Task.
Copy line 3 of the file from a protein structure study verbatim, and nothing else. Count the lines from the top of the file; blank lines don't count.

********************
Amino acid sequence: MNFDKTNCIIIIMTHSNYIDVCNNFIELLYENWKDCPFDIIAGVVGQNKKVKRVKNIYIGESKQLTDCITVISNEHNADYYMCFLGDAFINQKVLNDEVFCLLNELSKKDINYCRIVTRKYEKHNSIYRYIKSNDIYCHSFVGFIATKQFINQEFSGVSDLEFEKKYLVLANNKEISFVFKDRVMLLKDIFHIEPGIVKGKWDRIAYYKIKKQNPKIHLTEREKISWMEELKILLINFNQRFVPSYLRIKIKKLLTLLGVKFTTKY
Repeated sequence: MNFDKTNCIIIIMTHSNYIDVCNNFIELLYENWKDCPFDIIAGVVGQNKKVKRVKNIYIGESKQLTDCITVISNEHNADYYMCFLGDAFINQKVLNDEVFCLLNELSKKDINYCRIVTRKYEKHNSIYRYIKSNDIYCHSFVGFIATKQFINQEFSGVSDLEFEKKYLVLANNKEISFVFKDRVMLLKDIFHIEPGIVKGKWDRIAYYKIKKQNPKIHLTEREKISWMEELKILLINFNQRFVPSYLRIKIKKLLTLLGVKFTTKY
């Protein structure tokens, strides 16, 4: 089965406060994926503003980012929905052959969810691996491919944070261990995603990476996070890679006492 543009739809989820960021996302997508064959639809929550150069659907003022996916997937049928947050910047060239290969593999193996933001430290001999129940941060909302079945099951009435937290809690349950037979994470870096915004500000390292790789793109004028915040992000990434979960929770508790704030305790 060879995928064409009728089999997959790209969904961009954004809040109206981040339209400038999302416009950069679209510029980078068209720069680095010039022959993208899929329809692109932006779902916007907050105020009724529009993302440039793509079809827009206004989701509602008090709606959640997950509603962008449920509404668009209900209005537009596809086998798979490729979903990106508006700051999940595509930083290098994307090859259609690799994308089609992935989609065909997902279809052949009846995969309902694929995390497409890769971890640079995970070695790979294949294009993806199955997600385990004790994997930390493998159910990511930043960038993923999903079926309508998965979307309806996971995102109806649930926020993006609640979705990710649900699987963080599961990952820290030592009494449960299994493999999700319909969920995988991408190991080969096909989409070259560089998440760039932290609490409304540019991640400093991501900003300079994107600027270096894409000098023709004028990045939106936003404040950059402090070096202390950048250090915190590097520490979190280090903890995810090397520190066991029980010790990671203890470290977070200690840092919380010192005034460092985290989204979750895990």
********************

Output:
């Protein structure tokens, strides 16, 4: 089965406060994926503003980012929905052959969810691996491919944070261990995603990476996070890679006492 543009739809989820960021996302997508064959639809929550150069659907003022996916997937049928947050910047060239290969593999193996933001430290001999129940941060909302079945099951009435937290809690349950037979994470870096915004500000390292790789793109004028915040992000990434979960929770508790704030305790 060879995928064409009728089999997959790209969904961009954004809040109206981040339209400038999302416009950069679209510029980078068209720069680095010039022959993208899929329809692109932006779902916007907050105020009724529009993302440039793509079809827009206004989701509602008090709606959640997950509603962008449920509404668009209900209005537009596809086998798979490729979903990106508006700051999940595509930083290098994307090859259609690799994308089609992935989609065909997902279809052949009846995969309902694929995390497409890769971890640079995970070695790979294949294009993806199955997600385990004790994997930390493998159910990511930043960038993923999903079926309508998965979307309806996971995102109806649930926020993006609640979705990710649900699987963080599961990952820290030592009494449960299994493999999700319909969920995988991408190991080969096909989409070259560089998440760039932290609490409304540019991640400093991501900003300079994107600027270096894409000098023709004028990045939106936003404040950059402090070096202390950048250090915190590097520490979190280090903890995810090397520190066991029980010790990671203890470290977070200690840092919380010192005034460092985290989204979750895990």